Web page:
November 17, 2005

Great of Heart

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The newest production to open at the Schwartz Center’s Kiplinger Theater, William Shakespeare’s Othello begins with an admission of jealousy. Iago (Martin Hillier) is furious at the good fortune of the Venetian general, Othello (Patrick Rameau) as well as his own private misfortune after losing the chance of being Othello’s lieutenant to another soldier named Cassio (Matt Volner ’06). The moody soldier’s thoughts turn toward sabotage and as the bright marble-colored set is subdued by softer lighting meant to represent night, Iago’s villainous confessions become similarly cloaked in mystery and secrecy.

Directed by guest director Robert Kalfin, Othello is presented as a study of the human condition. Said Kalfin of what idea he’d like to convey through the play, “Just Shakespeare’s message to the audience which makes them aware of the betrayal of humanity and human fallibility. Everything that we have done in physical production has come out of the imagery that’s already in the play in terms of him putting visibility of human fallibility against the enormity of the cosmos. This comes out of the language within the text.”

Kalfin is a veteran of the theatre, having directed over 150 productions on Broadway, off Broadway, regionally as well as internationally. Also the founder and artistic director of the Chelsea Theater Center, Kalfin’s comprehensive career in the performing arts has included multiple collaborations with major talents. Describing his experience directing a play at Cornell, Kalfin explained, “My favorite parts about doing the play here was the extraordinary resources and the physical resources and in particular the extraordinary talents of the first class professional people working here in terms of the design component and technical component of this theater.

Gripping and complex, Shakespeare’s classic play of betrayal remains viable in a way that exists independent of today’s plot-obsessed productions. “It captures the grandiosity and the epic size of the world and the emotional life of these characters,” explained Rameau of the play. “It’s a production that captures the vastness and the grandeur of the human spirit in comparison to the insignificance of a handkerchief and that’s the whole image that the director has been working with, the idea that something so insignificant in the scheme of things can destroy life.”

The story being told is a familiar one. Othello the moor is a beloved general of Venice. His subordinate, Iago is infuriated after Othello chooses Cassio to be his new lieutenant and vows vengeance. Iago decides to approach the task of usurping his general’s good fortune through the dynamic and fragile bond of human relationships. Fueled by envy, Iago carefully sows seeds of suspicion within Othello’s mind that suggest Desdemona (Emily Ranii ’07), the general’s new wife, to be guilty of adultery with none other than the new lieutenant, Cassio. As Iago’s devious mental machinations achieve horrific physical form after feeding on the insecurities inherent within every human being, we watch, awestruck and powerless to stop the story’s progression toward its own inevitably tragic end.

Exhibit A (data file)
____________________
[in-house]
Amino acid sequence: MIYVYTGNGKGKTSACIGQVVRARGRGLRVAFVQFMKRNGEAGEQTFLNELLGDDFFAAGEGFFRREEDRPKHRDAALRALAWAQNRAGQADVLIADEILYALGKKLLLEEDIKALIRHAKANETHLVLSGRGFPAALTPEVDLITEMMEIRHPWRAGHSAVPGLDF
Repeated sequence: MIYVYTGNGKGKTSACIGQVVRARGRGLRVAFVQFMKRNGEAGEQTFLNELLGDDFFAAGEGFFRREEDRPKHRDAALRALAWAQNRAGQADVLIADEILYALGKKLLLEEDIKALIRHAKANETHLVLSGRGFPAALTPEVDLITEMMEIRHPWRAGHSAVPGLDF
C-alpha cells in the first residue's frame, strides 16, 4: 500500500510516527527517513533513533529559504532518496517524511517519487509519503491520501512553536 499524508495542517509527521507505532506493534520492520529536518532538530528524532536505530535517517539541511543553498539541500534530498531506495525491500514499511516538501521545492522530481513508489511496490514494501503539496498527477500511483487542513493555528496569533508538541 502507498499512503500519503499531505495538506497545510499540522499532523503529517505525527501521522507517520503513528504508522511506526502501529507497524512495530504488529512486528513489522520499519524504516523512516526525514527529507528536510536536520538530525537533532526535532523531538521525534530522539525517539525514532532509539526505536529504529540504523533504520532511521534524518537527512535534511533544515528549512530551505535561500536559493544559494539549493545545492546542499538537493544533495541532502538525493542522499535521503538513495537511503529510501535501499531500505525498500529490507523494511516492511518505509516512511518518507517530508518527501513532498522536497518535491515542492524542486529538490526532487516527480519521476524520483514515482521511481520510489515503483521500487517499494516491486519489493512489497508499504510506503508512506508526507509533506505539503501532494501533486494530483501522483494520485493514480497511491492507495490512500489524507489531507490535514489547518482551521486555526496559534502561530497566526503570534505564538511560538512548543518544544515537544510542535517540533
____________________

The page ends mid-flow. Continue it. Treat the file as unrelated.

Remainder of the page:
“Everything is challenging in a Shakespearean drama or even a Shakespearean comedy,” said Rameau. “He’s the greatest writer that’s ever existed on the planet so all of his characters are epic in proportion – and that world is a challenge and handling that language is always a bit of a challenge.”

Navigating through a Shakespearean masterpiece by directing Othello, Kalfin attempts to help audiences achieve a greater understanding of and appreciation for the themes and emotions at the heart of the play. “Every individual artist or director has their own artistic vision or imagination to realize a play. The way I’m doing the play is coming out of my wanting the audience to experience the way which make them conscious of what Shakespeare is doing so all the choices that I have made production-wise are part of that overall point of view.”

Propelling his role as a potential mediator between the Bard and modern day audiences, Kalfin’s vision for Othello as a tumultuous and timeless piece about the humanity we can all relate to would not be complete without the ensemble cast that readily brings the story’s characters to life. Rameau’s Othello is passionate in all respects of life and experiences every emotion with such genuine vivacity that we cannot help but be caught up in the whirlpool of his psyche. Said Rameau of his character, “I think what’s important is that we see a man in love, a man who is almost like Romeo at the beginning of the play who is destroyed by a series of lies, a series of Machiavellian moves on the part of a very trusted friend.”

Meanwhile Hillier’s version of Iago is fiery in his calculated, chilling cruelty. A true villain driven by obsession, Iago uses with ease drippy, fixated Roderigo (Gary DeVault ’05) who is in love with Desdemona as well as his own wife, Emilia (Carolyn Goelzer) whose devotion proves to be her undoing.

Othello also features fight sequences choreographed by B.H. Barry, whose body of work includes over 40 Broadway shows as well as feature film credits. A story that often reaches emotional extremes and positions the complex psychological turmoil characteristic of the human spirit at center stage, Othello injects a sense of agency into seemingly mundane components of life and reveals horrific suspicions of betrayal to be founded in pure imagination. Even the greatest of men and women, it seems, remain bound by that very imperfection which renders us human.

Archived article by Tracy Zhang
Arts and Entertainment Editor